Situated north of Mecca, Medina is Saudi Arabia’s second most holy city. Also known as Madinat Al Nabi, or “The City of the Prophet”, it is the burial place of the Prophet Muhammad and home to some of the oldest and most significant mosques in the world. The Prophet's Mosque, which was built by Muhammad, is known as one of the largest mosques in the world, while the Quba Mosque is famous for being the oldest mosque in the world. Due to its sacred status, non-Muslims are not allowed to enter the city center. For Muslims living in Medina, life is similar to that in any other Saudi city. There are no cinemas, theatres or music venues, so entertainment relies on traditional activities such as shisha pipe smoking, storytelling, camel racing and attending mosque events. Those who are planning on joining the community of expats living in Medina can expect a quiet, religious lifestyle in one of the world’s oldest and most fascinating cities. If you have any questions about Saudi laws and the Islamic lifestyle, simply ask another expatriate on one of the InterNations discussion boards or in our forums.
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Before moving to Medina, or anywhere in Saudi Arabia, you must be absolutely certain that your visas are in order. Visas are processed at the Saudi embassy nearest to you, and it can take weeks, or even months, to clear each applicant. You will have to leave your passport at the embassy while your application is being processed, so don’t make any travel plans during this time! It is also a good idea to read up on Saudi law before moving to Medina. Saudi law is very different to Western laws, and a lot stricter than traditional Shariah law, so make sure you are aware of the dos and don’ts before making your move. Other expats living in Medina or elsewhere in Saudi Arabia will reassure you that moving to a Saudi city is an interesting and enlightening experience, and as long as you follow the rules there is nothing to be worried about. Check in with the InterNations community and get in touch with fellow expatriates in Medina if you have any queries or concerns.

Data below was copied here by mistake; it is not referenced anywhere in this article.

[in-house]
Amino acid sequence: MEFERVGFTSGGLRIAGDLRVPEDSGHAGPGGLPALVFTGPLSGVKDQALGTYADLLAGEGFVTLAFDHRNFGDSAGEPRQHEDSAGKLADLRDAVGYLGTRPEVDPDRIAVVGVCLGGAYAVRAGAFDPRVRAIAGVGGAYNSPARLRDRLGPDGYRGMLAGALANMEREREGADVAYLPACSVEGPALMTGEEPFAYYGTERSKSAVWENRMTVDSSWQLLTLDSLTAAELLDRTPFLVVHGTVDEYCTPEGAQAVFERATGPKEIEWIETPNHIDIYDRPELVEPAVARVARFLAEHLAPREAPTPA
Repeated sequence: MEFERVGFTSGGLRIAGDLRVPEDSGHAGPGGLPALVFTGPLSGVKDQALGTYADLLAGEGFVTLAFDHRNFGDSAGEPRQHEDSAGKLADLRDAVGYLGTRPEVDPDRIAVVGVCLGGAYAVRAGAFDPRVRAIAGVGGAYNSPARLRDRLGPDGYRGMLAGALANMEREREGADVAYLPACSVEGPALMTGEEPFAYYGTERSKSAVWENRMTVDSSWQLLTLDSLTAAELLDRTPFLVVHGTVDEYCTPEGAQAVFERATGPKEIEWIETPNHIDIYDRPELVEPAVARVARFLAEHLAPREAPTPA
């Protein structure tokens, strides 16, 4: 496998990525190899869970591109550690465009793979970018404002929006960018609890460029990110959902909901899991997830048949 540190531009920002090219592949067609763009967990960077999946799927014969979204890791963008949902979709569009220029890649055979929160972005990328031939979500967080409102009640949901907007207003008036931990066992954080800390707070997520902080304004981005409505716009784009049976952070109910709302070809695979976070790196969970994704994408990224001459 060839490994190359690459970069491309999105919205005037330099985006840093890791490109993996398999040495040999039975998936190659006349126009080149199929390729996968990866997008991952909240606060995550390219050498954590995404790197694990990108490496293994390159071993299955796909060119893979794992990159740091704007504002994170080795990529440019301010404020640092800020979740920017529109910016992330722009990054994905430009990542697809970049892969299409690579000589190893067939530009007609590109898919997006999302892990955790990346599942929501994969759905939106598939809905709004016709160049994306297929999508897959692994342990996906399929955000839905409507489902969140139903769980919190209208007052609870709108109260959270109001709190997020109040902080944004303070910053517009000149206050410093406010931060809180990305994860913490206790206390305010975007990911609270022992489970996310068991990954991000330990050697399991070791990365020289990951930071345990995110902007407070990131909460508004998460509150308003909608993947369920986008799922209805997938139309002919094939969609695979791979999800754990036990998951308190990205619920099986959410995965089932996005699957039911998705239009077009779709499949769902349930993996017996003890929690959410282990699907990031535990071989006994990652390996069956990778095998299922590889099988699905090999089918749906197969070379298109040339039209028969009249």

Like other Saudi cities, Medina follows the traditional Islamic working week. Office hours are Sunday to Thursday, with time off for religious holidays. Work will pause during the daily prayers, and some offices may close early during Ramadan to accommodate those who are fasting. The easiest way to get around Medina is by car, as public transport is quite limited. Women are prohibited from driving, and are also banned from many jobs, so any female expat working in Medina will rely on a male relative to drive them around. Arabic is the national language of Saudi Arabia, and it is widely spoken in business, along with English. It is worth picking up a few words in Arabic to impress your new colleagues – check out the InterNations forums for tips on learning a foreign language.